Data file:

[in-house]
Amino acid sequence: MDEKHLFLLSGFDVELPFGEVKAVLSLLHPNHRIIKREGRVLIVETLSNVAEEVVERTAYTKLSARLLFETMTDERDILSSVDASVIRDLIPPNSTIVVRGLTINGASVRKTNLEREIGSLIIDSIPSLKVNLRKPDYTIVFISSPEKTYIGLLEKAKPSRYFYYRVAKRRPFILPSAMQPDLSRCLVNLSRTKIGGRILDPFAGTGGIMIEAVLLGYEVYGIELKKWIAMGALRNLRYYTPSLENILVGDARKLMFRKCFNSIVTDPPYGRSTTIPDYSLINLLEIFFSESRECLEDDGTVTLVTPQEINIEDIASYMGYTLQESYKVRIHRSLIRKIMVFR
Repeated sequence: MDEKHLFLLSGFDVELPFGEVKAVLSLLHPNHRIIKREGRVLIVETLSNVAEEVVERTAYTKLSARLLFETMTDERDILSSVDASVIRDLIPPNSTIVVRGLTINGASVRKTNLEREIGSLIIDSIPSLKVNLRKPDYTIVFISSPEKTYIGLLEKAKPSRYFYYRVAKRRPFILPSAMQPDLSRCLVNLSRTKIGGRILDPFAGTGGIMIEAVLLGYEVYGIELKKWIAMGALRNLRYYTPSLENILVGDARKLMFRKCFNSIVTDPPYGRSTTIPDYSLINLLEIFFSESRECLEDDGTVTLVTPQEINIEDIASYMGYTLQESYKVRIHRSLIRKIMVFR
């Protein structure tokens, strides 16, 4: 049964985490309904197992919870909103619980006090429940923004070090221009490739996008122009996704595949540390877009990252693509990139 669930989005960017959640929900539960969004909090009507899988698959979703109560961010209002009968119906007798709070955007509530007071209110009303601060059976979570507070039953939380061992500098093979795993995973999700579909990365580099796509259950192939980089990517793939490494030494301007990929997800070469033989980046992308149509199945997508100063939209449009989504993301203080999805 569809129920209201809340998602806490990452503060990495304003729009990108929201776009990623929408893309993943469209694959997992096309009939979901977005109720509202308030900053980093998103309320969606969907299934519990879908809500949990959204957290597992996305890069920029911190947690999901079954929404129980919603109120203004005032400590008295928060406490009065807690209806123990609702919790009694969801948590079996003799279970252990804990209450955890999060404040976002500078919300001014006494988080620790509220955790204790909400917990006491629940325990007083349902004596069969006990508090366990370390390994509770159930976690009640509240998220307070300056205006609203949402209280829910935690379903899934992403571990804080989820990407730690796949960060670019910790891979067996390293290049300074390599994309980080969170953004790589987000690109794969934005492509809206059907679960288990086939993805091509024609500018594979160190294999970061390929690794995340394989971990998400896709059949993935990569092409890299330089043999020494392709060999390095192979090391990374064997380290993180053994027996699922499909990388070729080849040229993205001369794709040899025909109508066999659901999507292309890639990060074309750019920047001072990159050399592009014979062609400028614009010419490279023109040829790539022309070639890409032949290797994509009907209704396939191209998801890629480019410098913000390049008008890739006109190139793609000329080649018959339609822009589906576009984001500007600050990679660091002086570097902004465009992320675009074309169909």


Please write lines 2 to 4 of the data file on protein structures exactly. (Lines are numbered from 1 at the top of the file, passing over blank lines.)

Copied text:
Amino acid sequence: MDEKHLFLLSGFDVELPFGEVKAVLSLLHPNHRIIKREGRVLIVETLSNVAEEVVERTAYTKLSARLLFETMTDERDILSSVDASVIRDLIPPNSTIVVRGLTINGASVRKTNLEREIGSLIIDSIPSLKVNLRKPDYTIVFISSPEKTYIGLLEKAKPSRYFYYRVAKRRPFILPSAMQPDLSRCLVNLSRTKIGGRILDPFAGTGGIMIEAVLLGYEVYGIELKKWIAMGALRNLRYYTPSLENILVGDARKLMFRKCFNSIVTDPPYGRSTTIPDYSLINLLEIFFSESRECLEDDGTVTLVTPQEINIEDIASYMGYTLQESYKVRIHRSLIRKIMVFR
Repeated sequence: MDEKHLFLLSGFDVELPFGEVKAVLSLLHPNHRIIKREGRVLIVETLSNVAEEVVERTAYTKLSARLLFETMTDERDILSSVDASVIRDLIPPNSTIVVRGLTINGASVRKTNLEREIGSLIIDSIPSLKVNLRKPDYTIVFISSPEKTYIGLLEKAKPSRYFYYRVAKRRPFILPSAMQPDLSRCLVNLSRTKIGGRILDPFAGTGGIMIEAVLLGYEVYGIELKKWIAMGALRNLRYYTPSLENILVGDARKLMFRKCFNSIVTDPPYGRSTTIPDYSLINLLEIFFSESRECLEDDGTVTLVTPQEINIEDIASYMGYTLQESYKVRIHRSLIRKIMVFR
């Protein structure tokens, strides 16, 4: 049964985490309904197992919870909103619980006090429940923004070090221009490739996008122009996704595949540390877009990252693509990139 669930989005960017959640929900539960969004909090009507899988698959979703109560961010209002009968119906007798709070955007509530007071209110009303601060059976979570507070039953939380061992500098093979795993995973999700579909990365580099796509259950192939980089990517793939490494030494301007990929997800070469033989980046992308149509199945997508100063939209449009989504993301203080999805 569809129920209201809340998602806490990452503060990495304003729009990108929201776009990623929408893309993943469209694959997992096309009939979901977005109720509202308030900053980093998103309320969606969907299934519990879908809500949990959204957290597992996305890069920029911190947690999901079954929404129980919603109120203004005032400590008295928060406490009065807690209806123990609702919790009694969801948590079996003799279970252990804990209450955890999060404040976002500078919300001014006494988080620790509220955790204790909400917990006491629940325990007083349902004596069969006990508090366990370390390994509770159930976690009640509240998220307070300056205006609203949402209280829910935690379903899934992403571990804080989820990407730690796949960060670019910790891979067996390293290049300074390599994309980080969170953004790589987000690109794969934005492509809206059907679960288990086939993805091509024609500018594979160190294999970061390929690794995340394989971990998400896709059949993935990569092409890299330089043999020494392709060999390095192979090391990374064997380290993180053994027996699922499909990388070729080849040229993205001369794709040899025909109508066999659901999507292309890639990060074309750019920047001072990159050399592009014979062609400028614009010419490279023109040829790539022309070639890409032949290797994509009907209704396939191209998801890629480019410098913000390049008008890739006109190139793609000329080649018959339609822009589906576009984001500007600050990679660091002086570097902004465009992320675009074309169909």